I've sworn off Airbnb because of their systemic racism problems built into a platform that really has no way of enforcing state anti-discrimination and innkeeper laws, especially when it's people renting out their own homes, but of course bait-and-switch scams are pretty bad for everyone, except for the fact that Airbnb isn't really doing anything about scammers either because they get paid for cancellations too.

So yeah, there's that inherent gig economy libertarian tech bullshit again, it's cheaper because it gets around the increased overhead of all that 'being legal and non-discriminatory" and offers itself as an alternative, and it works great as long as you're a white guy in a system that doesn't penalize you for not being a white guy.

I know picking on it is low-hanging, practically gravid fruit, but that's the whole point.

I Want My Trump State TV

The line between FOX News and Trump White House propaganda continues to disintegrate as the cable "news" network is now the exclusive home of White House "press briefings" with press secretary Stephanie Grisham.

Since becoming White House press secretary on July 1, Stephanie Grisham has held zero press briefings. Instead, Grisham has found the time to grant interviews to some of President Donald Trump’s favorite current and former Fox News hosts.

It is not new that Grisham appears on Fox News, or that Grisham tells pro-Trump lies. Sarah Sanders certainly did both quite a bit while she held the office.

But it is new that Grisham appears virtually only on Fox News.

Grisham's particular innovation is to move the entire office of White House press secretary into the world of Fox News and Fox-adjacent media. After giving her first TV interview to Sinclair’s Eric Bolling (who was fired by Fox for sending unsolicited explicit photos to coworkers), Grisham did three interviews on Fox & Friends, and one each on Mornings with Maria Bartiromo, Lou Dobbs Tonight, Watters’ World, and Outnumbered Overtime with Harris Faulkner. She has also done a subsequent interview with Bolling. Instead of actually briefing the press at the White House, Grisham treats her duties as press secretary as complaining to pro-Trump pundits about how unfair everyone else is to the president.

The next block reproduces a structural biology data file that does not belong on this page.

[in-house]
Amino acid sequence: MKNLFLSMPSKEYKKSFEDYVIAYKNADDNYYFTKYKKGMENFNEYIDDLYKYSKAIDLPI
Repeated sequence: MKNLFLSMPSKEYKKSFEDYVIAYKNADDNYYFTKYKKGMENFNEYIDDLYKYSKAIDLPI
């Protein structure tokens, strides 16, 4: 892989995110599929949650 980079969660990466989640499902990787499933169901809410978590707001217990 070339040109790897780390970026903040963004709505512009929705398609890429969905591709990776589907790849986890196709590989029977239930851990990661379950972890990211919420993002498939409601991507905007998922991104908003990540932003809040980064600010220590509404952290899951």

During her first Fox & Friends appearance as White House press secretary, Grisham defended Trump’s decision to suspend press briefings because they “had become a lot of theater,” and many reporters were “getting famous off of this presidency” and “weren’t being good to his people.”

The same day, Grisham also appeared on Fox Business’ Mornings with Maria Bartiromo, where she complained that the media is unfair to Donald and Melania Trump and asserted that she doesn’t need to do press briefings because Trump is “the most accessible president in history.” Grisham claimed her “job is to talk about what he’s doing and communicate his policies, and I can do that in an array of ways, which -- that’s what we’re doing and it’s just working out fine.” 

In the Trump era, reporters don't ask questions, they shout things at Trump when he feels like talking, getting on or off Marine One to make trips to Andrews Air Force base so he can golf or fundraise or hold a Klan rally, and maybe he answers.  Meanwhile, his press flack is merely a stenographer who goes on state TV to give the regime's view, unchallenged.

That's how autocracies work, gang.